What is it about email or Facebook that makes it almost addictive for a mom to check?
My computer is in my laundry room/pantry, so I’ll wander in for a can of soup and find myself wiggling the mouse to look for that little envelope icon in the corner of my screen. Or I’ll be folding a load of clothes, checking up on someone’s status. Makes multi-tasking easy, but can be a time-waster when you’ve got four little people running around doing who knows what while you’re hitting “Reply” or “Comment.”
Facebook also seems to have the power to make me think in Facebook! I find it mentally narrating my day (most often things I would never post anyway):
Janel Breitenstein …
… is wondering why she’s cleaning up pee off the carpet. Again.
… wonders if everyone thinks her 3-month-old is utterly adorable with that grin, even if he’s drooling at the same time.
… is amazed at just how tired a person can feel.
… is thinking, didn’t I just clean up this same mess?
… loves listening to her 5-year-old attempt to use big words.
So I’ve contemplated why this is just so appealing.
In the craziness of my life, I often find these as avenues of social interaction. It’s a way of talking with friends without leaving my home, of feeling like I’m conversing with someone over the age of five. It’s a little bit of an escape from the mundane, something to make folding towels (again) more interesting.
Can I get addicted?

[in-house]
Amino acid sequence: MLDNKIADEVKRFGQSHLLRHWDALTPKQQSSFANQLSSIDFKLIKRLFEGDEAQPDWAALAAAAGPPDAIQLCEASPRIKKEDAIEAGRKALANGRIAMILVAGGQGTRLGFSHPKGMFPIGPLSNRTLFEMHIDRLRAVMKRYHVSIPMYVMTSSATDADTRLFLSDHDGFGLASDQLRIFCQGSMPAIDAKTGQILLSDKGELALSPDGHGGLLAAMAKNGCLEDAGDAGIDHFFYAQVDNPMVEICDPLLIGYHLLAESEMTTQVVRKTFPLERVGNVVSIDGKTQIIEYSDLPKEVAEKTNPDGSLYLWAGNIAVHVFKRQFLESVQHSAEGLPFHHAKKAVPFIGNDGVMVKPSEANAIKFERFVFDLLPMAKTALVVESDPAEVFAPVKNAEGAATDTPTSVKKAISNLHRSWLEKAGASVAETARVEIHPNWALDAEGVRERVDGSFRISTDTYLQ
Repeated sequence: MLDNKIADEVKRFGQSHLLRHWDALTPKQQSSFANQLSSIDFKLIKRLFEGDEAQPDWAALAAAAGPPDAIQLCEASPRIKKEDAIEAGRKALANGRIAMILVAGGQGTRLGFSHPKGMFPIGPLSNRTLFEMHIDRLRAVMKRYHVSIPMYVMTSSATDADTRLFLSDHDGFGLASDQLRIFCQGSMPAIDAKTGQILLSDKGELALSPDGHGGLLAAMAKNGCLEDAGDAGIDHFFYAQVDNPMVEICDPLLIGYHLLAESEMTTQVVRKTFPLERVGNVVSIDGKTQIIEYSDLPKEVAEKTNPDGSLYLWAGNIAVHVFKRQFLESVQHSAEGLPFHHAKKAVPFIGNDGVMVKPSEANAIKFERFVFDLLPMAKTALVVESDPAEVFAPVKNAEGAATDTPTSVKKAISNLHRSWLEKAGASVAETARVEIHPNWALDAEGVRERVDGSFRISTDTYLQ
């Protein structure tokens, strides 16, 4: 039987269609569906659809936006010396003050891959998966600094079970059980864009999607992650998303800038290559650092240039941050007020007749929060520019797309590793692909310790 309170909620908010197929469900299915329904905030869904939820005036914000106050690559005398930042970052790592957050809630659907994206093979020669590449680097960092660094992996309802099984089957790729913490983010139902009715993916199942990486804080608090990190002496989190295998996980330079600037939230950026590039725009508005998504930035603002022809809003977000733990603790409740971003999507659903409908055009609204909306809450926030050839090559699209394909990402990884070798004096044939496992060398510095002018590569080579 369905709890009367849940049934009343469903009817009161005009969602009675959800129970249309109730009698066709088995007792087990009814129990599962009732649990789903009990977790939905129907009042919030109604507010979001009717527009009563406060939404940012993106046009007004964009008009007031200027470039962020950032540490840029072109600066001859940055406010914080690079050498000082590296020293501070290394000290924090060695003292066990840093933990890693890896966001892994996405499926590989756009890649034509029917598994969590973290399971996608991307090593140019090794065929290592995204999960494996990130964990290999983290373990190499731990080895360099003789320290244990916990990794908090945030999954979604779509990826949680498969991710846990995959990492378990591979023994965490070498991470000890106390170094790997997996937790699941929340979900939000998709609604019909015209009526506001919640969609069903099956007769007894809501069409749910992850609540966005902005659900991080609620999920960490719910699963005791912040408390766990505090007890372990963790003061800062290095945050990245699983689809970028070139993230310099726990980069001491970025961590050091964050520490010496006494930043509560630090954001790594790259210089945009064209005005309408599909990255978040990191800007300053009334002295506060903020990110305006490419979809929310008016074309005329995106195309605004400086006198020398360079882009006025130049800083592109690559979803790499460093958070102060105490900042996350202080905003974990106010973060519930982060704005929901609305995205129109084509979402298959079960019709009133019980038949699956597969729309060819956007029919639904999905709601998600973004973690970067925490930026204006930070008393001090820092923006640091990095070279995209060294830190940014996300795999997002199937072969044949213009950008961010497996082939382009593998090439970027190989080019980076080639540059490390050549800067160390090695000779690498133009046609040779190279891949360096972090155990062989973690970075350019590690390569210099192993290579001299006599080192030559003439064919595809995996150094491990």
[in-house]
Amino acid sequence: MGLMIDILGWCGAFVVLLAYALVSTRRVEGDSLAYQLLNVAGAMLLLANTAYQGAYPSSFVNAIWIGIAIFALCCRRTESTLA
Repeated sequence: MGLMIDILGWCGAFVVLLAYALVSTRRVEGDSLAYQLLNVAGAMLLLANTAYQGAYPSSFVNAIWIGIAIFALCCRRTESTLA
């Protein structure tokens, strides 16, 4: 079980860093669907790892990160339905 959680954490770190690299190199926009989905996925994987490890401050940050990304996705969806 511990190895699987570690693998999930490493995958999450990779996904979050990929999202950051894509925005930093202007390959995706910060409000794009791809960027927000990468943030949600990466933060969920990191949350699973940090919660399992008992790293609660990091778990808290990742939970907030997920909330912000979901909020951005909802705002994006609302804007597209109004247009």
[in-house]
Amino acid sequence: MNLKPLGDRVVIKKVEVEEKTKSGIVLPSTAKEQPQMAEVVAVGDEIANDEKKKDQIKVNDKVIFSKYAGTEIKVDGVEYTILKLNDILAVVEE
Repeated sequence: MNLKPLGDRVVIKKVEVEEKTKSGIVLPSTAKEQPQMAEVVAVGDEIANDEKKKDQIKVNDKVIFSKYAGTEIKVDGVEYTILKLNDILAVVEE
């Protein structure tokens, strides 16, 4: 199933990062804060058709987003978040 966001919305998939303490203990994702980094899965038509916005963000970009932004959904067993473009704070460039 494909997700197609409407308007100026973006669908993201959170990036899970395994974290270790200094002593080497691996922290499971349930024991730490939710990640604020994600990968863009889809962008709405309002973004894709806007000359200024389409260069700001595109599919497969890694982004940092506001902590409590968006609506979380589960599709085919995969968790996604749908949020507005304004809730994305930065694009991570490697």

I’m sometimes looking for an email that communicates that I’m valuable, because I’m needed in someplace other than motherhood. Or I can ignore something my kids need to respond to something less important, more selfish (though I must admit, it can occasionally be good for them to wait).
Sometimes I’m doing it out of discontentment with where I am in life.
Sometimes I use it as a cheap substitute for more meaningful interactions in person or on the phone.
Often I’ll need to take one day a week, like Sunday, to “fast” from turning on the computer.
But there’s some truth in that I can be energized by simply doing something other than the daily routine, being touched by people even though I can’t go out of the house at the time.
Maybe a Facebook getaway, in moderation, isn’t always so bad!
Janel Breitenstein graduated summa cum laude from John Brown University and began her career with NavPress, where she worked on The Message Bible. After having four children she resumed her professional career (around her momlife) by serving as a writer for FamilyLife. In January of 2012 Janel and her husband, John, packed up their family of six and moved to Uganda to serve with Engineering Ministries International (eMi), an organization that focuses on poverty relief and development, providing structural design and construction management for Christian organizations in the third world. Join us as we all learn first hand, through Janel’s posts, what it’s like to go from suburban America, to answer God’s call in Africa!